Until next time,

Off-by-none: Issue #14

re:Capping re:Invent…

Welcome to Issue #14 of Off-by-none. I just spent a week in Vegas at AWS re:Invent and have I got a lot to share with you!

Last week we pondered if RDBMS were a good fit for serverless, overcame some common serverless objections and geeked out over serverless security. This week we’ll recap re:Invent, take a look at some of the amazing sessions and speakers, and review another 7,000 AWS product announcements (or something like that).

Buckle your seatbelt and let’s get started! 🏎

What to do if you’re suffering from re:FOMO… 😿

Unless you’ve been asleep for the last several months, you’re probably aware that AWS threw quite the shindig last week in Las Vegas. If you weren’t able to attend, don’t worry about it, we’ve got you covered. Because remember, what happens in Vegas, ends up on the Internet.

re:Capping re:Invent: AWS goes all-in on Serverless is my post that outlines some of the key announcements and what they all mean. I think I learned enough to write several books, so expect more posts to be coming.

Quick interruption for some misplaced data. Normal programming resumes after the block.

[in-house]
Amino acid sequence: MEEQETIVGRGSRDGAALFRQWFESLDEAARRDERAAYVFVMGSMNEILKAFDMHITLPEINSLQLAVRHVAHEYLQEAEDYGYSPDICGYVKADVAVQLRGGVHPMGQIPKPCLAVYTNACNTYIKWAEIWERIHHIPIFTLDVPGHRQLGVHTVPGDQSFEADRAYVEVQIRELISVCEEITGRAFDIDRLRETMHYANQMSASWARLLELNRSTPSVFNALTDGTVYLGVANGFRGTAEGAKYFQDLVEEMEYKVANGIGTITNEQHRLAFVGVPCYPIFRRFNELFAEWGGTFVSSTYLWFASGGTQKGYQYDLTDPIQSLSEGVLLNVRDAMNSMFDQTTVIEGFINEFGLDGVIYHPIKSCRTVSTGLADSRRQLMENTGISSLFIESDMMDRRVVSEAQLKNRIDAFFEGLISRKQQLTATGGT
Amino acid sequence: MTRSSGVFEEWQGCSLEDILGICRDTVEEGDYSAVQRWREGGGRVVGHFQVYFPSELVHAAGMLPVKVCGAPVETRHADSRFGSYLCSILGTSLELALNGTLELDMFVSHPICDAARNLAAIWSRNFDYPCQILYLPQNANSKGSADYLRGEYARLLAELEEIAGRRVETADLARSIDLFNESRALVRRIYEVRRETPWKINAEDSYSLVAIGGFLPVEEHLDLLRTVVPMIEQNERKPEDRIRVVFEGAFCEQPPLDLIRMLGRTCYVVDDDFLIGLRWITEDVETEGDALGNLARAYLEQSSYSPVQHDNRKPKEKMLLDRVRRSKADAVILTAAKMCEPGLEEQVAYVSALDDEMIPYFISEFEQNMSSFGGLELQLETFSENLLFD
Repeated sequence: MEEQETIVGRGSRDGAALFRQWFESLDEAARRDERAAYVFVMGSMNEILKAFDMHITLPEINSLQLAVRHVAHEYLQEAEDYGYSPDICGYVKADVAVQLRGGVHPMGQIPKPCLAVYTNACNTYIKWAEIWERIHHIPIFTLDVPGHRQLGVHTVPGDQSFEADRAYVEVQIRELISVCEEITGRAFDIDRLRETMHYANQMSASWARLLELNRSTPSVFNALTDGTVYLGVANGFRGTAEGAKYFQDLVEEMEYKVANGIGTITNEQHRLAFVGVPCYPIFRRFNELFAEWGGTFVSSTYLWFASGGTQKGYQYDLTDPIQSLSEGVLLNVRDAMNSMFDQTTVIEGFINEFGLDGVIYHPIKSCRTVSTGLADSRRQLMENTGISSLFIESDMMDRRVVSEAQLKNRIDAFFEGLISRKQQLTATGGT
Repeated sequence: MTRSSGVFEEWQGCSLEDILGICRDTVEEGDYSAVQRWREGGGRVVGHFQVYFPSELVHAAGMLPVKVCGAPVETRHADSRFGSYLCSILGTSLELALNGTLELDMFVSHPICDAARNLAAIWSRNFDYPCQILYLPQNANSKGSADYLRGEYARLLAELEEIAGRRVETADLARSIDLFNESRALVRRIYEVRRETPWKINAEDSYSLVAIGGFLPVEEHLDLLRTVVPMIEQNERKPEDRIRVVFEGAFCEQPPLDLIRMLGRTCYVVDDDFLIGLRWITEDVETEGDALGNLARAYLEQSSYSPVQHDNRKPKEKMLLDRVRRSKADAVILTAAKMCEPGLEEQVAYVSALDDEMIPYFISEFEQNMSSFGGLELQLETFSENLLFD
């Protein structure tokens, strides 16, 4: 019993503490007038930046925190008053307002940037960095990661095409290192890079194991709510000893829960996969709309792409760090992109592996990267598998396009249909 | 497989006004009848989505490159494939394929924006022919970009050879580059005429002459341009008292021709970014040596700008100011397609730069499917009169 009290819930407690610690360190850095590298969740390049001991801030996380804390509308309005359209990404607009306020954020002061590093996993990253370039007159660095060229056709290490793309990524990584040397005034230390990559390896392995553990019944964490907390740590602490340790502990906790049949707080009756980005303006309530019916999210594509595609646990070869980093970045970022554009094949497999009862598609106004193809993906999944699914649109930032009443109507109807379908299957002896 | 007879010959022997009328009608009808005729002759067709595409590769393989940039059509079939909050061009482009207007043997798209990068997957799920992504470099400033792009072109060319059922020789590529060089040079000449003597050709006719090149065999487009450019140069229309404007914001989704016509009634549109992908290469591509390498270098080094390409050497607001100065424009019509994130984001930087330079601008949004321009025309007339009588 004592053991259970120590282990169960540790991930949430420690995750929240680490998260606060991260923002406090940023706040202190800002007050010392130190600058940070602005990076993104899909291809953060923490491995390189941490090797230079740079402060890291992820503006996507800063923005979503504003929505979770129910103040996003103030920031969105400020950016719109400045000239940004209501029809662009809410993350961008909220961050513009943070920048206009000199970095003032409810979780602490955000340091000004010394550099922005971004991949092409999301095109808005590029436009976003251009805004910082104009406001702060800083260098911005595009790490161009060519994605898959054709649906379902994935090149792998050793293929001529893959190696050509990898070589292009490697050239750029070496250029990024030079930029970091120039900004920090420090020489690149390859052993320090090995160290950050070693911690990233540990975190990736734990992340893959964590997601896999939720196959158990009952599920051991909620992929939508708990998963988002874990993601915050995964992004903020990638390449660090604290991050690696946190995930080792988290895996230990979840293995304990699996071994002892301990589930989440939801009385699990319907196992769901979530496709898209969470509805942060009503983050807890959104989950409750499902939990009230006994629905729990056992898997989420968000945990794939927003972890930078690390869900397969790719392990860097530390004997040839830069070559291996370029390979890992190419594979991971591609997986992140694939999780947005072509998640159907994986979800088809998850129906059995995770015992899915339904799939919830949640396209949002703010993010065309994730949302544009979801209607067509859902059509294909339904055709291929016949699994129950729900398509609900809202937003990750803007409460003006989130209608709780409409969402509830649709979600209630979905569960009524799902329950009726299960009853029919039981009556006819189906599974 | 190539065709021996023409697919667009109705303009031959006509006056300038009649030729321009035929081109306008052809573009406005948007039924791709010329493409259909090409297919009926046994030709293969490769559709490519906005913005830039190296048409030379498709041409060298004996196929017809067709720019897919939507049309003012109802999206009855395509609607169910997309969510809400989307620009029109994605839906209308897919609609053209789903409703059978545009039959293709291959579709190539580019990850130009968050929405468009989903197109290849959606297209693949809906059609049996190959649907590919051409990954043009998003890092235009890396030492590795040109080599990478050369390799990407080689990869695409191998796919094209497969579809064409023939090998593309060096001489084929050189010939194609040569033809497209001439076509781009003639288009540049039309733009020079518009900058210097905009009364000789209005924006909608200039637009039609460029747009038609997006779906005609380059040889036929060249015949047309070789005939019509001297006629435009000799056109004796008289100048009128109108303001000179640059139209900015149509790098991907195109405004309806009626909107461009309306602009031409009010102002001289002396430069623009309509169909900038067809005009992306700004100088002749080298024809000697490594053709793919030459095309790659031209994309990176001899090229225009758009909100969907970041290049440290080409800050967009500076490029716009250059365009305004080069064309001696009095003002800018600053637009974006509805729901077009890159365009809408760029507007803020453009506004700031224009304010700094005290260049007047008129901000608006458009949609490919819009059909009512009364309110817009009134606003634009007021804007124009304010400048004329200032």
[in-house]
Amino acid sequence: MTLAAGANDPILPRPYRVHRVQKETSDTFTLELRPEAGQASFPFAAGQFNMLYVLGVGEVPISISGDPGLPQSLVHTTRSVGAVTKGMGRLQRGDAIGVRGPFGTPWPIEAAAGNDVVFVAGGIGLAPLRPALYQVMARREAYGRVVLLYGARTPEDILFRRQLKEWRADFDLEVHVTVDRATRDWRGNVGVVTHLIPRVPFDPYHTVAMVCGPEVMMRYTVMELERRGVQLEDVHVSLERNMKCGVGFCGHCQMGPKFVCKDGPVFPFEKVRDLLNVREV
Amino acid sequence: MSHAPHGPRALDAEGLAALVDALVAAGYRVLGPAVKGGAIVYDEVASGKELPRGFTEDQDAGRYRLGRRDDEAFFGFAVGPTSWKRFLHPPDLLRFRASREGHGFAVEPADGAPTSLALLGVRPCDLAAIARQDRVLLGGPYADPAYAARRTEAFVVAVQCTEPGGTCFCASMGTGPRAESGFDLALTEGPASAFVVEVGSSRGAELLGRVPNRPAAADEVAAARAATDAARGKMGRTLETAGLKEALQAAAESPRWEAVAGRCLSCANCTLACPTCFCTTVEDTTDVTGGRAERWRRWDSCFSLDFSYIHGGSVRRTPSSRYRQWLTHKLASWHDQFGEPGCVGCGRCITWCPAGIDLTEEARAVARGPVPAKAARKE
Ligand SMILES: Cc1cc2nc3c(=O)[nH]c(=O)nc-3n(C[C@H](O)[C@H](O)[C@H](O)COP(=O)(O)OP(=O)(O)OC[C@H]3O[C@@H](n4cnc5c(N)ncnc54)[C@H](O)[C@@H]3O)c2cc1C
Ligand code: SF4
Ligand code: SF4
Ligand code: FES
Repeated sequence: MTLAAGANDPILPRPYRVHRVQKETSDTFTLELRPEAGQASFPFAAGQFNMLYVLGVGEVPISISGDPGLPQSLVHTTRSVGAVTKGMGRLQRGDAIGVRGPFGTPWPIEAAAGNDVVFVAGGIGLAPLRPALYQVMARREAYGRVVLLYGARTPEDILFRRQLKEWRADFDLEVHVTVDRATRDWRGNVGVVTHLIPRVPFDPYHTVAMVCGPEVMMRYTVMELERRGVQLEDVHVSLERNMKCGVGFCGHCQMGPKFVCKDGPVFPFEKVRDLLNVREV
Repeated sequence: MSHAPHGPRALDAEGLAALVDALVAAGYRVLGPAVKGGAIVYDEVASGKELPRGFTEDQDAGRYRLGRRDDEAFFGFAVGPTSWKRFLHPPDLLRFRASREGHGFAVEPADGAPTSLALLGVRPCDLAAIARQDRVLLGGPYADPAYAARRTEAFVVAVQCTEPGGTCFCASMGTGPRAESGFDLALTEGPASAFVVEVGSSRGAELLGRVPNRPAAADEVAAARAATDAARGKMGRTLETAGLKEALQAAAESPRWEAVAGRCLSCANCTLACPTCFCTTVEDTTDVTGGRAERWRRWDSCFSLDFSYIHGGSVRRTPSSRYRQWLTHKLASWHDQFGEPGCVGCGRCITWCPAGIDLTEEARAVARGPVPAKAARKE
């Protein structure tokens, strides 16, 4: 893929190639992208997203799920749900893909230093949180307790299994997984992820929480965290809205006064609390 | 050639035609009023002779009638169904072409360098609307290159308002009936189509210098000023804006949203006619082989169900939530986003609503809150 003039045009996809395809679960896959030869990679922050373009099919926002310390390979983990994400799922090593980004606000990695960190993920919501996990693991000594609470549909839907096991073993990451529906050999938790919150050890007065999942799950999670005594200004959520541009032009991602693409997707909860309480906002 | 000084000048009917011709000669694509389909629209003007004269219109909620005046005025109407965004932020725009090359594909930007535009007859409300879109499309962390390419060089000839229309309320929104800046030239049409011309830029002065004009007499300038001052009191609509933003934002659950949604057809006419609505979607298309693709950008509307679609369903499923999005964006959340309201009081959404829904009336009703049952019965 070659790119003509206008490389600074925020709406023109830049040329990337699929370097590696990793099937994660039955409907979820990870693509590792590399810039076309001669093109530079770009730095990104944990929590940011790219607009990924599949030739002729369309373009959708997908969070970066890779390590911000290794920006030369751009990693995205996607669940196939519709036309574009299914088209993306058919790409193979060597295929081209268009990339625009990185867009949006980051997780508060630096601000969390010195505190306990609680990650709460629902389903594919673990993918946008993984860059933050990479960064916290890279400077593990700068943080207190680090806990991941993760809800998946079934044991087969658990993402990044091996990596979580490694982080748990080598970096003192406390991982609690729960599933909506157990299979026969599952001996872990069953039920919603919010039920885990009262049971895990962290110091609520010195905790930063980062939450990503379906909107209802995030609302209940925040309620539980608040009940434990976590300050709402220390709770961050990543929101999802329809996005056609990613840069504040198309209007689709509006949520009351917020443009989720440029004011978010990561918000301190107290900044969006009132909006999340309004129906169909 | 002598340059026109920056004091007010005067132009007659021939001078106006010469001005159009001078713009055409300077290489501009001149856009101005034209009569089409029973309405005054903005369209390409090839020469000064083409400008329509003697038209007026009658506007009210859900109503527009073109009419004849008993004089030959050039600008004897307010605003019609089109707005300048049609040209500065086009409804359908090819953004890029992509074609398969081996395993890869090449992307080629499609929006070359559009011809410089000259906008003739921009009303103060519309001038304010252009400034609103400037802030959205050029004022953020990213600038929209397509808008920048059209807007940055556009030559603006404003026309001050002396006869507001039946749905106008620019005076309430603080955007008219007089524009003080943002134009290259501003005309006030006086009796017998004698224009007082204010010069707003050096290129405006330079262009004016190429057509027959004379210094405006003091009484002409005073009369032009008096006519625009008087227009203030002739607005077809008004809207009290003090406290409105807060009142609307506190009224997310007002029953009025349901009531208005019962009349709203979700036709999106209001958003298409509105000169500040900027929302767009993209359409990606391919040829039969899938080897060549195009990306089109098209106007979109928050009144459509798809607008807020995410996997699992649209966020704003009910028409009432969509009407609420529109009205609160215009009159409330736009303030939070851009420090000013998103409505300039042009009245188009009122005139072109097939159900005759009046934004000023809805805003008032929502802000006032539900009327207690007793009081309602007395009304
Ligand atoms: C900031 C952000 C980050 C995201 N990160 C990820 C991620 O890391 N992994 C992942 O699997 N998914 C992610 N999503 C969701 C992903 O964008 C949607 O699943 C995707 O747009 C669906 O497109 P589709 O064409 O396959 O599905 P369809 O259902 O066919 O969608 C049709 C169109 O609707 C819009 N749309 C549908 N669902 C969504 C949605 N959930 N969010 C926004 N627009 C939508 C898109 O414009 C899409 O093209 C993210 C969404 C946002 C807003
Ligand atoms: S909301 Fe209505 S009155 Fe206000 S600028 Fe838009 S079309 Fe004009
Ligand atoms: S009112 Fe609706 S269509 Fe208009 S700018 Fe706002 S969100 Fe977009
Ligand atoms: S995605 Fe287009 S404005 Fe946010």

What I learned from AWS re:Invent 2018 by James Beswick is also another great recap with a warning for cloud consultants and an important message about TCO. Paul Swail asks the question, What new use cases do the re:Invent 2018 serverless announcements open up? (answers included, of course). And if you want to read about all the Serverless announcements at re:Invent 2018, Alex DeBrie and Jared Short from Serverless, Inc. give you the full rundown.

When you’re looking for some really good conference talks… 👨‍🏫👩‍🏫

Advanced Design Patterns for DynamoDB (DAT401) 🤯
Rick Houlihan gave one of the most impressive talks of the entire conference. There were so many insights in this session that it was hard to keep track. He said, “We invented relational databases because storage was expensive” and “When people say NoSQL is missing JOINs, you say you’re missing the point.” He stressed that modeling NoSQL is difficult because you need to know and understand your access patterns upfront. But once you do, you can create a single table that can support 20 or more access patterns with just two or three Global Secondary Indexes (GSIs). Seriously mind-blowing stuff. Plus he stressed using serverless to validate your products. One of his best quotes was, “Don’t fail fast, fail cheap.” This could be the best 60 minutes you ever spend.

Watch the talk and checkout Best Practices for DynamoDB

From Monolith to Modern Apps: Best Practices (SRV322) 🎸